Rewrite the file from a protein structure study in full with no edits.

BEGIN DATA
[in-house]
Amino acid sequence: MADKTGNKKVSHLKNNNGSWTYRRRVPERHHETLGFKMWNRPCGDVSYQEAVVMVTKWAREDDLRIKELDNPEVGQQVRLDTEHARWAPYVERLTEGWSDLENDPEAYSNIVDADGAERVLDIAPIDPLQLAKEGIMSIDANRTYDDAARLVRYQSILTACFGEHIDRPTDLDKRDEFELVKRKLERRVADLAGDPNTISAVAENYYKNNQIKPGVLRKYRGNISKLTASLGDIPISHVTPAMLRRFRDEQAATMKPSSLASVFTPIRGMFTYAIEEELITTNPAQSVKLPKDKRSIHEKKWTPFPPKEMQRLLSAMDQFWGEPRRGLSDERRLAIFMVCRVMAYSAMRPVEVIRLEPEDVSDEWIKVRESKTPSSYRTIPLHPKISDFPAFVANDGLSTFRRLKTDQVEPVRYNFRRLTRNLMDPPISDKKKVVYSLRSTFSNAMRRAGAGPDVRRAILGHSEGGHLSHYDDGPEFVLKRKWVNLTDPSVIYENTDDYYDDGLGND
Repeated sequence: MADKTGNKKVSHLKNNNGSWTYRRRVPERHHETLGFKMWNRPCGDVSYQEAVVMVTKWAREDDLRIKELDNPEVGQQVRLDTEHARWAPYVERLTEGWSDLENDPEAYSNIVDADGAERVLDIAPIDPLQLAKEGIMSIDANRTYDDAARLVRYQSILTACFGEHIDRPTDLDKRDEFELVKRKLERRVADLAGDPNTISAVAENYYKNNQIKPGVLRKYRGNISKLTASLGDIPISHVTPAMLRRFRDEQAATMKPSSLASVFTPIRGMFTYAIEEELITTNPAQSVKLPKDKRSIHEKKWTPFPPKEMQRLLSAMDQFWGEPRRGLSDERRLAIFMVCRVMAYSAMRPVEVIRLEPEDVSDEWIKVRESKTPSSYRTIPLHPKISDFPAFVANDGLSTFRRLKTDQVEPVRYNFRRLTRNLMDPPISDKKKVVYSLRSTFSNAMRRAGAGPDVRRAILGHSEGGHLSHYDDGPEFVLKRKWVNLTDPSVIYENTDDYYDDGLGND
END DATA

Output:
[in-house]
Amino acid sequence: MADKTGNKKVSHLKNNNGSWTYRRRVPERHHETLGFKMWNRPCGDVSYQEAVVMVTKWAREDDLRIKELDNPEVGQQVRLDTEHARWAPYVERLTEGWSDLENDPEAYSNIVDADGAERVLDIAPIDPLQLAKEGIMSIDANRTYDDAARLVRYQSILTACFGEHIDRPTDLDKRDEFELVKRKLERRVADLAGDPNTISAVAENYYKNNQIKPGVLRKYRGNISKLTASLGDIPISHVTPAMLRRFRDEQAATMKPSSLASVFTPIRGMFTYAIEEELITTNPAQSVKLPKDKRSIHEKKWTPFPPKEMQRLLSAMDQFWGEPRRGLSDERRLAIFMVCRVMAYSAMRPVEVIRLEPEDVSDEWIKVRESKTPSSYRTIPLHPKISDFPAFVANDGLSTFRRLKTDQVEPVRYNFRRLTRNLMDPPISDKKKVVYSLRSTFSNAMRRAGAGPDVRRAILGHSEGGHLSHYDDGPEFVLKRKWVNLTDPSVIYENTDDYYDDGLGND
Repeated sequence: MADKTGNKKVSHLKNNNGSWTYRRRVPERHHETLGFKMWNRPCGDVSYQEAVVMVTKWAREDDLRIKELDNPEVGQQVRLDTEHARWAPYVERLTEGWSDLENDPEAYSNIVDADGAERVLDIAPIDPLQLAKEGIMSIDANRTYDDAARLVRYQSILTACFGEHIDRPTDLDKRDEFELVKRKLERRVADLAGDPNTISAVAENYYKNNQIKPGVLRKYRGNISKLTASLGDIPISHVTPAMLRRFRDEQAATMKPSSLASVFTPIRGMFTYAIEEELITTNPAQSVKLPKDKRSIHEKKWTPFPPKEMQRLLSAMDQFWGEPRRGLSDERRLAIFMVCRVMAYSAMRPVEVIRLEPEDVSDEWIKVRESKTPSSYRTIPLHPKISDFPAFVANDGLSTFRRLKTDQVEPVRYNFRRLTRNLMDPPISDKKKVVYSLRSTFSNAMRRAGAGPDVRRAILGHSEGGHLSHYDDGPEFVLKRKWVNLTDPSVIYENTDDYYDDGLGND